We all love shooting in the offseason, right? Any excuse to stretch the strings is a good one, and we’ll take it. And what better way to prepare for next deer season than spending a weekend day on the local 3-D course? But do pro baseball players simply go out and play games to get better at their craft? No, they run drills – batting practice, shagging flies and the like. Archers have drills they can run too. Combined with 3-D shooting, these drills will have you driving tacks and will send your confidence soaring come hunting season. Here are three simple “archery” drills I plan to incorporate into my archery training sessions this spring and summer.
Good shooting form is the foundation of a good archery shot. And yet, it’s something few bowhunters work on. Blind-baling involves shooting at a target butt with no target on it, with your eyes closed. It lets you think about keeping your feet shoulder width apart; proper, relaxed hand placement on the bow handle; drawing smoothly; finding the same anchor point time after time; and, finally, achieving a clean, twitch-free release. During blind bale practice your whole focus will be on perfecting your form, rather than where the arrow hits. It’s human nature to want to control everything, and if you only shoot at targets, you’re going to want to control your sight pin. That’s a pointless task that will lead to punching the trigger, target panic, hand torque and all sorts of other problems.
Blind baling involves standing close to a target-less butt and shooting with your eyes closed. You should be focusing solely on form.
To perform blind bale practicing simply stand close to an empty target butt so you can’t miss it, draw back your bowstring, close your eyes, think about your form and then release the arrow. Do this enough times and you will teach your body what a good shot feels like. Eventually, good shooting form will become second nature and you won’t have to think about it when you’re aiming at a bull’s-eye or 3-D target, or a big, whitetail buck. And I guarantee you’ll cut more 10-rings with good shooting form than you will by trying to control your sight pin. (3D Practice)
Shooting at small aiming points will tighten your groups.
Long Distance Shooting
Plenty of us tend to torque our bows just a tad the instant we release an arrow. Shooting at a target 20 yards away with a bow that slings arrows at over 300 feet per second, that little twitch isn’t always detectable. Back up to 50 yards, however, and every mistake you make will be magnified. If you’re used to shooting at 20 and 30 yards, back up to 50 or 60 in practice. You’ll find out real quick if you’re doing something wrong. The math is simple. Pull an arrow one inch to the left at 20 yards and that drift away from the bull’s-eye is going to grow the farther the arrow travels. Long distance shooting really helps tighten your form. You can get away with some stuff at 20 yards, but to consistently hit the mark at 60 yards, you have to be pretty tight. Become proficient at hitting the bull’s-eye at 60 yards and a 20-yard shot will feel like a gimme. The confidence you’ll gain at making that 20-yard shot – which is a typical, real-life hunting shot – will be through the roof. (practice video)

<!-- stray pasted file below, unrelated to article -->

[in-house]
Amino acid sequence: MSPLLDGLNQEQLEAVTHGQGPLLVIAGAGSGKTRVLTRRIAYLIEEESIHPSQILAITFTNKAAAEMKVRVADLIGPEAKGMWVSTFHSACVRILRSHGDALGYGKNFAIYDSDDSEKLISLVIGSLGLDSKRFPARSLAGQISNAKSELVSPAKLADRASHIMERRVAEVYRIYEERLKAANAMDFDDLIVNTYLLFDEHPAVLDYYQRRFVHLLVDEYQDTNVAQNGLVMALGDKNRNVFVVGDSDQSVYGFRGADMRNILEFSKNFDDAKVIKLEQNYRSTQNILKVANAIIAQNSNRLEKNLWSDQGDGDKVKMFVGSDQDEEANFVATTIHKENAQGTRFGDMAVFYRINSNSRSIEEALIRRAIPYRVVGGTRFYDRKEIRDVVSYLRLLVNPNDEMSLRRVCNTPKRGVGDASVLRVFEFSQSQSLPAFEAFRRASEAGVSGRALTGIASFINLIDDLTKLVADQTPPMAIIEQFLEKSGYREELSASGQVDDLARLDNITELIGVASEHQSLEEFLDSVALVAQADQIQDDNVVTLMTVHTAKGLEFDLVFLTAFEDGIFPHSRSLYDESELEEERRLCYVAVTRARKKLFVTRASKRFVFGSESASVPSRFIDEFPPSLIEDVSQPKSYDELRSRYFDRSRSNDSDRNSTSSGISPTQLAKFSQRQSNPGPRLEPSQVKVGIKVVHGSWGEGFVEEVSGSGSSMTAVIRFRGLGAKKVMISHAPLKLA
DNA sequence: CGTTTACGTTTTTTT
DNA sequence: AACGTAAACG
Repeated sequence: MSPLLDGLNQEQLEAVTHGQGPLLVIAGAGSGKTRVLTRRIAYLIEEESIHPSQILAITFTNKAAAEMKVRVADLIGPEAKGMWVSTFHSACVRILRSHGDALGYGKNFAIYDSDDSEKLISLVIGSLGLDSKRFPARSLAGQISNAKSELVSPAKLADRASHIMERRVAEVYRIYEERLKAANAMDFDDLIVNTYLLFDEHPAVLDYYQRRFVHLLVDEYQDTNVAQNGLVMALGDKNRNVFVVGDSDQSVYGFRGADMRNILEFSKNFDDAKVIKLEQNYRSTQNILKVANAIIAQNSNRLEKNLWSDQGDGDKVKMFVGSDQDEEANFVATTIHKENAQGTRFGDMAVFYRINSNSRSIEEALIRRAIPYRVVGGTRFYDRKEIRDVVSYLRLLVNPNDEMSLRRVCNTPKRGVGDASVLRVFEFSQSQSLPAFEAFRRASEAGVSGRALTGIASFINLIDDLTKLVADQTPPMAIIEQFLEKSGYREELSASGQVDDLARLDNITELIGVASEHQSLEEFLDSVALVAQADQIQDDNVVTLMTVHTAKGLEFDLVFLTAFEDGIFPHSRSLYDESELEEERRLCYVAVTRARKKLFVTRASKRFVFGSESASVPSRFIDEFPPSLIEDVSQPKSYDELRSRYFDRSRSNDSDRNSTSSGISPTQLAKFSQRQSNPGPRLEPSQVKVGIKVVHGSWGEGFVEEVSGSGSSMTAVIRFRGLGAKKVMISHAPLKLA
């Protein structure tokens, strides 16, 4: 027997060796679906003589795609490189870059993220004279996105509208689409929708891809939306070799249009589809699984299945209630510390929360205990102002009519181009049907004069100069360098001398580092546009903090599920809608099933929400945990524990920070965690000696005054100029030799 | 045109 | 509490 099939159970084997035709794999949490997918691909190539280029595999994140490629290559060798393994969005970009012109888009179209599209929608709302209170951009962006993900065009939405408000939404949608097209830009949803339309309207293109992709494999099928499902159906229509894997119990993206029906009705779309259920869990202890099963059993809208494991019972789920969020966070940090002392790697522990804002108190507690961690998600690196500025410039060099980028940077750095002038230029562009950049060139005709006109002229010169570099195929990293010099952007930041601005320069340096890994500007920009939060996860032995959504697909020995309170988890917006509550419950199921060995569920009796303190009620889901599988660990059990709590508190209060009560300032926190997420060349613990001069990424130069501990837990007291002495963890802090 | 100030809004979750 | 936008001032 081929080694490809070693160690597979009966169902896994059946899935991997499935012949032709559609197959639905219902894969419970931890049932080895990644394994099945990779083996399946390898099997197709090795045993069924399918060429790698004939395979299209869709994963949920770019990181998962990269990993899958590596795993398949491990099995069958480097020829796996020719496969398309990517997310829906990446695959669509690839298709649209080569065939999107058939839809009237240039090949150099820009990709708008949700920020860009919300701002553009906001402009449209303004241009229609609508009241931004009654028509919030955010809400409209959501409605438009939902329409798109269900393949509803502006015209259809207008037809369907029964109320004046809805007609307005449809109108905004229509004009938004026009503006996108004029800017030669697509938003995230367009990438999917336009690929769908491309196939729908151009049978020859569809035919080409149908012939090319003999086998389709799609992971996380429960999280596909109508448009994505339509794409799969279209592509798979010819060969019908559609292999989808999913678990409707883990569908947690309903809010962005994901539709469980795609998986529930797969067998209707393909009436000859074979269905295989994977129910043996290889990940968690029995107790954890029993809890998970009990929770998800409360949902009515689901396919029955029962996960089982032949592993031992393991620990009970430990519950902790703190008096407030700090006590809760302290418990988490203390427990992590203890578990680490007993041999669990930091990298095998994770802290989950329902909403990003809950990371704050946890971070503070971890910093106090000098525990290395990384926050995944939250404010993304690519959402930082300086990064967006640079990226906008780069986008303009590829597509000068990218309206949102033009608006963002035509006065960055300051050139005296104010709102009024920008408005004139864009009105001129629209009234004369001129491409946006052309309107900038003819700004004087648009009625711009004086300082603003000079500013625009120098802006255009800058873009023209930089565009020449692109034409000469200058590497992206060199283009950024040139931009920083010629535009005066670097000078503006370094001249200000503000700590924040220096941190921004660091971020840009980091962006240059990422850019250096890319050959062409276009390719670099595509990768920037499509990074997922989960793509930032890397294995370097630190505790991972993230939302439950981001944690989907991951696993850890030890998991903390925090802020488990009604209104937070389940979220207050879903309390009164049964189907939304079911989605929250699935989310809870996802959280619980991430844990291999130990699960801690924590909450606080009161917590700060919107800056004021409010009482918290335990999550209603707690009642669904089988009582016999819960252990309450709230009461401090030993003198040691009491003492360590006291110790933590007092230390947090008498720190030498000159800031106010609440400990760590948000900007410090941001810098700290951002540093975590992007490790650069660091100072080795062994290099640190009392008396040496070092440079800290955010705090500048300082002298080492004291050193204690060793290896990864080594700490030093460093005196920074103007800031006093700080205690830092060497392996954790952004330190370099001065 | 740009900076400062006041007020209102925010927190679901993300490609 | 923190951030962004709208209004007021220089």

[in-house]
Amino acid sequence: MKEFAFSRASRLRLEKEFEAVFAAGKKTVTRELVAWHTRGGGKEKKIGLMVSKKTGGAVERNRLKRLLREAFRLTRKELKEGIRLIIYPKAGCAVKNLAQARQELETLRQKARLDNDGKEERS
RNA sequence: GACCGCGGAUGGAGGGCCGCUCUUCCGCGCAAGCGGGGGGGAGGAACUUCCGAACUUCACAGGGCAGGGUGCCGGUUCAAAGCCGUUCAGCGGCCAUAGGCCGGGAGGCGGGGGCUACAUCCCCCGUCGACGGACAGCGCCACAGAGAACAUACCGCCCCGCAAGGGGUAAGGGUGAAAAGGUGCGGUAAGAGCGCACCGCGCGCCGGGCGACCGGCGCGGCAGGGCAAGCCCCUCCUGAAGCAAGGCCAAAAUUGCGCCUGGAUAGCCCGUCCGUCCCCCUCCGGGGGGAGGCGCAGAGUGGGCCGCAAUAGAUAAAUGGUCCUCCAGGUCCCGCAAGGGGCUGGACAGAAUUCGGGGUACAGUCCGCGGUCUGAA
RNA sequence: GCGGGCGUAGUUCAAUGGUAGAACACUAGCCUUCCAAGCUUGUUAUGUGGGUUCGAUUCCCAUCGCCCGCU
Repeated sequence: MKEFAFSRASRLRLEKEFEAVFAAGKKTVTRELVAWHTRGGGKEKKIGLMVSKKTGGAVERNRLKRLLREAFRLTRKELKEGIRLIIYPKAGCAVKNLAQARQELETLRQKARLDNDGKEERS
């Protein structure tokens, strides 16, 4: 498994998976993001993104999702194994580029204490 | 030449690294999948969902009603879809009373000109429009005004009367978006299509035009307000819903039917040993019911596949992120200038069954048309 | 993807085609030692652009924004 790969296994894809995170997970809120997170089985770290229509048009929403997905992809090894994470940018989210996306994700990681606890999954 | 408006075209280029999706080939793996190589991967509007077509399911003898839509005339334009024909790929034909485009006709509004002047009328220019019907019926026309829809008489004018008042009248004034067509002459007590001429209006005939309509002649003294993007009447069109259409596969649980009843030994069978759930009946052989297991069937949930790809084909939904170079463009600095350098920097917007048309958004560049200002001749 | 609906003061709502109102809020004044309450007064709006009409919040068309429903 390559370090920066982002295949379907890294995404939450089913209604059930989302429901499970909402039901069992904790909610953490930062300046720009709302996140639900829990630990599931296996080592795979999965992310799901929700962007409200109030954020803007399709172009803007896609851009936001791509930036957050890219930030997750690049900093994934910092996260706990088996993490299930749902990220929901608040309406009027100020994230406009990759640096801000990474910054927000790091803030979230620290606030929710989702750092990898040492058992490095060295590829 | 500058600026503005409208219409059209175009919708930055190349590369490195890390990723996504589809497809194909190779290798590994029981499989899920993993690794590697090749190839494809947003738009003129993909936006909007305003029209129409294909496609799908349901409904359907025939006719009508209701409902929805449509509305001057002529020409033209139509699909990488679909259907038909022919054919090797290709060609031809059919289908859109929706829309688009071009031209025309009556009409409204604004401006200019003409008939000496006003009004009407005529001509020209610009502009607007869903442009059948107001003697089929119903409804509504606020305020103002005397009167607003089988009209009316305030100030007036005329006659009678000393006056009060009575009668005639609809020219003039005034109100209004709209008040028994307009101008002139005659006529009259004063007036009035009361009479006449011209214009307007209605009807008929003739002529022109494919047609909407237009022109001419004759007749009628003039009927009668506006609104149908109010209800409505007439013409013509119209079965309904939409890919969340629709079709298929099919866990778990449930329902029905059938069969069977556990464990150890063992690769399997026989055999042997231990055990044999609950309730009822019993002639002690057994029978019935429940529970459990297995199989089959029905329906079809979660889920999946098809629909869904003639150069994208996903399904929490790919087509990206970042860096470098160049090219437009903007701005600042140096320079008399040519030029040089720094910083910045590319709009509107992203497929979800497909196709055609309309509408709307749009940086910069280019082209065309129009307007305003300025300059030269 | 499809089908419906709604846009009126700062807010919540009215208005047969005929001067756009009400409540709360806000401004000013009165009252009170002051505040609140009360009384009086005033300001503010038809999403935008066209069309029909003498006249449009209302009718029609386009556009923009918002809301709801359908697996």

Shooting at long distances magnifies problems with your form.
And if you have to take a long-distance, follow-up shot at a deer, you’ll be prepared for it. It’s probably not a good idea to take a first shot at a deer over 40 yards away. There’s too much air and too much time from the string release until impact for something to go wrong. But once a deer is hit, the only thing that matters is finishing the job. If you hit a deer at 15 yards and it runs out to 60 and stops and you have a clear shooting lane, put another one in him. You’re helping yourself recover that animal. And if you regularly practice at 60 yards, you’ll at least have some confidence in making that shot. (long range info)
Spending time on the local 3-D course is a great way to kill time, have fun and practice your game.
Aim Small, Miss Small
Take a series of pie plates and draw circles of varying sizes in the center, ranging from one as big around as the top of a soda can to one the size of a 50-cent piece. As you become proficient shooting at the larger circles, switch plates to increasingly smaller ones to tighten your grouping. For added difficulty, move back from 20 to 30 yards, then 30 to 40 yards and so on. Mixing in to your practice sessions something called “shooting around the clock.” This involves placing a paper plate on a backstop and trying to shoot as close as possible to the outside edge of the plate at the 12, 3, 6 and 9 o’clock positions. It’s not where you are used to aiming, and that’s the point. (shop targets)
Being confident when you draw your bow in the stand is priceless.
If you shoot solely at bull’s-eyes, you could develop target panic and/or become dependent on having a circle-shaped aiming point. On a live deer, you might have to aim at a shadow line or something that has no real shape at all. My plan now is to work these training drills into my practice sessions over the next few months. If I do it religiously, I’ll feel good about my chances in the stand next fall.